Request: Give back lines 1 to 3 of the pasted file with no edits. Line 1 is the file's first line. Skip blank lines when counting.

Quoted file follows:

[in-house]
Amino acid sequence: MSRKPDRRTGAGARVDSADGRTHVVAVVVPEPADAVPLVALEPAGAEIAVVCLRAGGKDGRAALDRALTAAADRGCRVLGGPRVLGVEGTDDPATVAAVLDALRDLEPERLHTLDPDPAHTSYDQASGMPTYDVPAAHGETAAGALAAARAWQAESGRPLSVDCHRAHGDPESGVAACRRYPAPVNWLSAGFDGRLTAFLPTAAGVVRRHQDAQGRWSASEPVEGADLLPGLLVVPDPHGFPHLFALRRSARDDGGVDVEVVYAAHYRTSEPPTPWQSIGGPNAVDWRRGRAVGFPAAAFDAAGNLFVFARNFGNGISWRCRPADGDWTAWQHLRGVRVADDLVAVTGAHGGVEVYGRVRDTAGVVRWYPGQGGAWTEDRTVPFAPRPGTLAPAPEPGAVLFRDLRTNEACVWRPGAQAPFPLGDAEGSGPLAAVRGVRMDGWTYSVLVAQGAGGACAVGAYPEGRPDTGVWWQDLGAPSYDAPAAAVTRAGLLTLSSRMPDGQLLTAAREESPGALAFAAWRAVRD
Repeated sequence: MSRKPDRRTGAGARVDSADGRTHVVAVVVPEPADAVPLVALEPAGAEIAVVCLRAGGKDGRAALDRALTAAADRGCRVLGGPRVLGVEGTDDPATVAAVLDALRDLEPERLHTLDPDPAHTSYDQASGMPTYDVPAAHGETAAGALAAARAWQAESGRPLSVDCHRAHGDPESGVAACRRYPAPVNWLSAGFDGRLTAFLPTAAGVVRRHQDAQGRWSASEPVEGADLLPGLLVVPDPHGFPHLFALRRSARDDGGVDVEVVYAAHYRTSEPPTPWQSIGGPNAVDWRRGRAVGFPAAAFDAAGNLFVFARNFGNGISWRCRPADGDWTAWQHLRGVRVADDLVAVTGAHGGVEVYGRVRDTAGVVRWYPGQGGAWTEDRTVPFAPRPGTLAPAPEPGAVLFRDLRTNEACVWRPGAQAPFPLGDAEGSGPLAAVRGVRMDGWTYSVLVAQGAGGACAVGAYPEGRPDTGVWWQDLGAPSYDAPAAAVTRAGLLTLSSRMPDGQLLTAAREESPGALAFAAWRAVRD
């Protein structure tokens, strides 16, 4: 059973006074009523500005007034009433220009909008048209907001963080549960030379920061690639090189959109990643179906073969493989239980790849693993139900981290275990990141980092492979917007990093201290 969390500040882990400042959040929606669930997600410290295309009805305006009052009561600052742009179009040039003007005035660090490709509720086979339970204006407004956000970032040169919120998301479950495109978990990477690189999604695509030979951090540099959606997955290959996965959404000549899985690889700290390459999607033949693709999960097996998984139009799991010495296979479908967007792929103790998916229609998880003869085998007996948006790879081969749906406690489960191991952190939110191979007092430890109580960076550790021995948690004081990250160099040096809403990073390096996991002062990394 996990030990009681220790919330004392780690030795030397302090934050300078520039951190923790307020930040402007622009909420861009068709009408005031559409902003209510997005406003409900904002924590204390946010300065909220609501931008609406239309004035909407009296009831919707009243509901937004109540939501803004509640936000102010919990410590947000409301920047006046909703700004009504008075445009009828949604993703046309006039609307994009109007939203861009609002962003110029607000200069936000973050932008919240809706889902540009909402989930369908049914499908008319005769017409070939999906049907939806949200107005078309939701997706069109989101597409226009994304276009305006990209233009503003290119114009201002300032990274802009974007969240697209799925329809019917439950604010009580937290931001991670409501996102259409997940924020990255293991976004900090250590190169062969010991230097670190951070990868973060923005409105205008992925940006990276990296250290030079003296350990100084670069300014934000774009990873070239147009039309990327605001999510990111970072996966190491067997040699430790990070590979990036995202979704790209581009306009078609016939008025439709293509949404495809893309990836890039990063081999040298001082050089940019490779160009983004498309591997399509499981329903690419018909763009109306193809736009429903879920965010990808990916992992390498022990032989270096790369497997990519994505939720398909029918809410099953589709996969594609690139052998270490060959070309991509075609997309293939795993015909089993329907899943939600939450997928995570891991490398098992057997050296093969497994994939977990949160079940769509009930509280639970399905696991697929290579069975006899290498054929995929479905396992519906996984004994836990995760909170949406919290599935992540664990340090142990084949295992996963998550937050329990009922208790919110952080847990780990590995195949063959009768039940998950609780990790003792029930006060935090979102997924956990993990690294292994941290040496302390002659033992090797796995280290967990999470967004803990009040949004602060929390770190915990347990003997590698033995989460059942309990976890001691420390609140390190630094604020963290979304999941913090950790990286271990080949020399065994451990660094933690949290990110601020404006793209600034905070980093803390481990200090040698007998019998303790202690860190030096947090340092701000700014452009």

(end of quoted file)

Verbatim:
[in-house]
Amino acid sequence: MSRKPDRRTGAGARVDSADGRTHVVAVVVPEPADAVPLVALEPAGAEIAVVCLRAGGKDGRAALDRALTAAADRGCRVLGGPRVLGVEGTDDPATVAAVLDALRDLEPERLHTLDPDPAHTSYDQASGMPTYDVPAAHGETAAGALAAARAWQAESGRPLSVDCHRAHGDPESGVAACRRYPAPVNWLSAGFDGRLTAFLPTAAGVVRRHQDAQGRWSASEPVEGADLLPGLLVVPDPHGFPHLFALRRSARDDGGVDVEVVYAAHYRTSEPPTPWQSIGGPNAVDWRRGRAVGFPAAAFDAAGNLFVFARNFGNGISWRCRPADGDWTAWQHLRGVRVADDLVAVTGAHGGVEVYGRVRDTAGVVRWYPGQGGAWTEDRTVPFAPRPGTLAPAPEPGAVLFRDLRTNEACVWRPGAQAPFPLGDAEGSGPLAAVRGVRMDGWTYSVLVAQGAGGACAVGAYPEGRPDTGVWWQDLGAPSYDAPAAAVTRAGLLTLSSRMPDGQLLTAAREESPGALAFAAWRAVRD
Repeated sequence: MSRKPDRRTGAGARVDSADGRTHVVAVVVPEPADAVPLVALEPAGAEIAVVCLRAGGKDGRAALDRALTAAADRGCRVLGGPRVLGVEGTDDPATVAAVLDALRDLEPERLHTLDPDPAHTSYDQASGMPTYDVPAAHGETAAGALAAARAWQAESGRPLSVDCHRAHGDPESGVAACRRYPAPVNWLSAGFDGRLTAFLPTAAGVVRRHQDAQGRWSASEPVEGADLLPGLLVVPDPHGFPHLFALRRSARDDGGVDVEVVYAAHYRTSEPPTPWQSIGGPNAVDWRRGRAVGFPAAAFDAAGNLFVFARNFGNGISWRCRPADGDWTAWQHLRGVRVADDLVAVTGAHGGVEVYGRVRDTAGVVRWYPGQGGAWTEDRTVPFAPRPGTLAPAPEPGAVLFRDLRTNEACVWRPGAQAPFPLGDAEGSGPLAAVRGVRMDGWTYSVLVAQGAGGACAVGAYPEGRPDTGVWWQDLGAPSYDAPAAAVTRAGLLTLSSRMPDGQLLTAAREESPGALAFAAWRAVRD